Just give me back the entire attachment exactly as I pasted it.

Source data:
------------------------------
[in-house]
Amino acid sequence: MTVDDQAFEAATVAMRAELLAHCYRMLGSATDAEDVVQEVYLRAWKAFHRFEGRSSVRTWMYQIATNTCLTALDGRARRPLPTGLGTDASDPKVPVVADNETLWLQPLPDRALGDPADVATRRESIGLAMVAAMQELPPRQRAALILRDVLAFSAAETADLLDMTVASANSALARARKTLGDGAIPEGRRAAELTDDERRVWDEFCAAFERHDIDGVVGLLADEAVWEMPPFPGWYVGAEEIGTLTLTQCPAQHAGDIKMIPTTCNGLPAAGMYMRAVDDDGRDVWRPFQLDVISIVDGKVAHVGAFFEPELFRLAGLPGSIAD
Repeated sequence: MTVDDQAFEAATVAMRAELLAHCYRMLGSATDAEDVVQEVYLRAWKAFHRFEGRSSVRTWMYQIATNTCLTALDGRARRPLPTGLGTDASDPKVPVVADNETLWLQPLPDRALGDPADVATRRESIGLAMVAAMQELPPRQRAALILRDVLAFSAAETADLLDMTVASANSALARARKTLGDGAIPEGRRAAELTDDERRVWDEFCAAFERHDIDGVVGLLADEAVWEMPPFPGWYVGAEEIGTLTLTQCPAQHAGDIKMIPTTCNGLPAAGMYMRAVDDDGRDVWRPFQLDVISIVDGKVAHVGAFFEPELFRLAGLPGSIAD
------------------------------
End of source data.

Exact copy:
[in-house]
Amino acid sequence: MTVDDQAFEAATVAMRAELLAHCYRMLGSATDAEDVVQEVYLRAWKAFHRFEGRSSVRTWMYQIATNTCLTALDGRARRPLPTGLGTDASDPKVPVVADNETLWLQPLPDRALGDPADVATRRESIGLAMVAAMQELPPRQRAALILRDVLAFSAAETADLLDMTVASANSALARARKTLGDGAIPEGRRAAELTDDERRVWDEFCAAFERHDIDGVVGLLADEAVWEMPPFPGWYVGAEEIGTLTLTQCPAQHAGDIKMIPTTCNGLPAAGMYMRAVDDDGRDVWRPFQLDVISIVDGKVAHVGAFFEPELFRLAGLPGSIAD
Repeated sequence: MTVDDQAFEAATVAMRAELLAHCYRMLGSATDAEDVVQEVYLRAWKAFHRFEGRSSVRTWMYQIATNTCLTALDGRARRPLPTGLGTDASDPKVPVVADNETLWLQPLPDRALGDPADVATRRESIGLAMVAAMQELPPRQRAALILRDVLAFSAAETADLLDMTVASANSALARARKTLGDGAIPEGRRAAELTDDERRVWDEFCAAFERHDIDGVVGLLADEAVWEMPPFPGWYVGAEEIGTLTLTQCPAQHAGDIKMIPTTCNGLPAAGMYMRAVDDDGRDVWRPFQLDVISIVDGKVAHVGAFFEPELFRLAGLPGSIAD